2.      Reduction of blood pressure. Dark chocolate high in flavanols have been shown to reduce blood pressure4-5. However, 2 things need to be borne in mind here. Firstly, these studies used chocolate that was especially formulated to be high in flavanols, and as we will see below, not all chocolates are created equal. Secondly, as a food chocolate is high in fat and sugar, both of which can contribute to raised blood pressure anyway.
3.      Arterial reactivity. Dysfunctional arteries with reduced flexibility are an important marker for cardiovascular disease. Arterial function is promoted by the production of nitric oxide (NO), and flavanols within chocolate have been linked with increased production of NO, resulting in greater arterial reactivity and consequently reduced risk of heart disease, stroke and related conditions.6 This study found a dose-dependent effect, i.e. the more you take in the better the effect. However, as above, greater intake of a fatty food has been linked with adverse effects such as increased CVD risk, so this result should be taken in the context of the whole diet, rather than an “eat chocolate and you’ll reduce your heart attack risk” blanket message.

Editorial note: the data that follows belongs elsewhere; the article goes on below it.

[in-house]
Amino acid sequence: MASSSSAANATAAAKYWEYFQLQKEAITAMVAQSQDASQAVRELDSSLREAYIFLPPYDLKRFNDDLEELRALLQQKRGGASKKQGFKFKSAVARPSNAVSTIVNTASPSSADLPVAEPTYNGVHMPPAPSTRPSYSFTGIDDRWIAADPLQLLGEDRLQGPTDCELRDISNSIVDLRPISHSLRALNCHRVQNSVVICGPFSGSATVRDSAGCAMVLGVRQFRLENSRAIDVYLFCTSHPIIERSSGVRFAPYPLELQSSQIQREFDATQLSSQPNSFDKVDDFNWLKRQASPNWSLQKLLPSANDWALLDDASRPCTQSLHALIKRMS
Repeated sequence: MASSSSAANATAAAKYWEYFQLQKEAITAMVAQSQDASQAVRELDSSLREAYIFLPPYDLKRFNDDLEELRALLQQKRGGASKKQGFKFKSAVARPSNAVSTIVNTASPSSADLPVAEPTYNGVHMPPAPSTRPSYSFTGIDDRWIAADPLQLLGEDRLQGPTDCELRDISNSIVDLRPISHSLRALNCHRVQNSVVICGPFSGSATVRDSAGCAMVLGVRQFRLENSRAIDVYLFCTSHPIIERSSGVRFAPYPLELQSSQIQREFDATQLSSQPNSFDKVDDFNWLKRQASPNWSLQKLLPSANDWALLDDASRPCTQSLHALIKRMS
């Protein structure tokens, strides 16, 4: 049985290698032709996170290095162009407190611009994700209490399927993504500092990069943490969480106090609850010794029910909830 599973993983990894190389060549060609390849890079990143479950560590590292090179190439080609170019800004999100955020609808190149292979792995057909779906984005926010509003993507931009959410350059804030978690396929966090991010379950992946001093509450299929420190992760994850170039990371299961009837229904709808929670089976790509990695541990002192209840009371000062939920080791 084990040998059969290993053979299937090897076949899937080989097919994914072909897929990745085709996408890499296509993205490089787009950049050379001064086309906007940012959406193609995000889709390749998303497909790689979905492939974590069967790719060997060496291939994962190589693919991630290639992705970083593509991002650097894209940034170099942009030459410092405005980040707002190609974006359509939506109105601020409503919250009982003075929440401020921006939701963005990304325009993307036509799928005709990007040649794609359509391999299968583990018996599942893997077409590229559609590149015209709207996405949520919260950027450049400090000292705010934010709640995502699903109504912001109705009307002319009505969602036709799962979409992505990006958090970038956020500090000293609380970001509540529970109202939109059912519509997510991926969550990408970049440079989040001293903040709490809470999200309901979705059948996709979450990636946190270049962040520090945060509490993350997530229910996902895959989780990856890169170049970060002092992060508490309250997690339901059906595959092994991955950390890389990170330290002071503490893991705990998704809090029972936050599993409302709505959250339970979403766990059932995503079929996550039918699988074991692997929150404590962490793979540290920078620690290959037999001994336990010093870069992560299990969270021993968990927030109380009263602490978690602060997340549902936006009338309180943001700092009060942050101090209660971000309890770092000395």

4.      Other reported benefits of cocoa-derived polyphenols include increased circulation of blood to the skin,7 increased oxygen saturation in blood to the brain during cognitive tasks8, and reduced incidence of brain disorders in long-term consumers of cocoa.9

However, these health benefits need to be taken in context for several reasons. Firstly, several of these studies use chocolate which has been specially formulated to include especially high levels of polyphenols, rather more than your average bar of Dairy Milk. Other studies have given subjects chemically-isolated polyphenols rather than whole chocolate, meaning that you can draw conclusions as to the effect of the polyphenol, but not as to its effect when taken is as a component of the whole food.